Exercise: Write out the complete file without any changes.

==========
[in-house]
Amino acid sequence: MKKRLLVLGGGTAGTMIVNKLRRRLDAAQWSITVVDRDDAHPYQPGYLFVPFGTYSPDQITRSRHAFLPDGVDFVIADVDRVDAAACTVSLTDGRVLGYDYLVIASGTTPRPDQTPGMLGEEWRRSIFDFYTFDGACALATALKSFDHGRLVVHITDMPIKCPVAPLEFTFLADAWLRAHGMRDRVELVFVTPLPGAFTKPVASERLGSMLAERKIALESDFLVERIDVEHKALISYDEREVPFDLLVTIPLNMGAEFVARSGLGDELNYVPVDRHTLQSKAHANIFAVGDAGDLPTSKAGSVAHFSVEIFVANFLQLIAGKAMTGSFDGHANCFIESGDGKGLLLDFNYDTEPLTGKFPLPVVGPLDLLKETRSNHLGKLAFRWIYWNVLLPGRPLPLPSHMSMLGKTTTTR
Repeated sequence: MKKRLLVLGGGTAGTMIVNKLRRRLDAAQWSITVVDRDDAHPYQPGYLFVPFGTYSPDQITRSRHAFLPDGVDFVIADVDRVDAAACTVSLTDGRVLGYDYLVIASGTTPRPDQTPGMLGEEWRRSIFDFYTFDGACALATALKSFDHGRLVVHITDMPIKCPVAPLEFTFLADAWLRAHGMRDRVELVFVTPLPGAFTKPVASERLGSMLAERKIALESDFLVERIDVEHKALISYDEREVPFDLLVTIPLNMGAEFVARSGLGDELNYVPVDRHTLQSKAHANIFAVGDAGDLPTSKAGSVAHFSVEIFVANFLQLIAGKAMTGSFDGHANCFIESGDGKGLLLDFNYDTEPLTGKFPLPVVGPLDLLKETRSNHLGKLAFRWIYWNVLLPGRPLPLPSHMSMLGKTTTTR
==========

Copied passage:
[in-house]
Amino acid sequence: MKKRLLVLGGGTAGTMIVNKLRRRLDAAQWSITVVDRDDAHPYQPGYLFVPFGTYSPDQITRSRHAFLPDGVDFVIADVDRVDAAACTVSLTDGRVLGYDYLVIASGTTPRPDQTPGMLGEEWRRSIFDFYTFDGACALATALKSFDHGRLVVHITDMPIKCPVAPLEFTFLADAWLRAHGMRDRVELVFVTPLPGAFTKPVASERLGSMLAERKIALESDFLVERIDVEHKALISYDEREVPFDLLVTIPLNMGAEFVARSGLGDELNYVPVDRHTLQSKAHANIFAVGDAGDLPTSKAGSVAHFSVEIFVANFLQLIAGKAMTGSFDGHANCFIESGDGKGLLLDFNYDTEPLTGKFPLPVVGPLDLLKETRSNHLGKLAFRWIYWNVLLPGRPLPLPSHMSMLGKTTTTR
Repeated sequence: MKKRLLVLGGGTAGTMIVNKLRRRLDAAQWSITVVDRDDAHPYQPGYLFVPFGTYSPDQITRSRHAFLPDGVDFVIADVDRVDAAACTVSLTDGRVLGYDYLVIASGTTPRPDQTPGMLGEEWRRSIFDFYTFDGACALATALKSFDHGRLVVHITDMPIKCPVAPLEFTFLADAWLRAHGMRDRVELVFVTPLPGAFTKPVASERLGSMLAERKIALESDFLVERIDVEHKALISYDEREVPFDLLVTIPLNMGAEFVARSGLGDELNYVPVDRHTLQSKAHANIFAVGDAGDLPTSKAGSVAHFSVEIFVANFLQLIAGKAMTGSFDGHANCFIESGDGKGLLLDFNYDTEPLTGKFPLPVVGPLDLLKETRSNHLGKLAFRWIYWNVLLPGRPLPLPSHMSMLGKTTTTR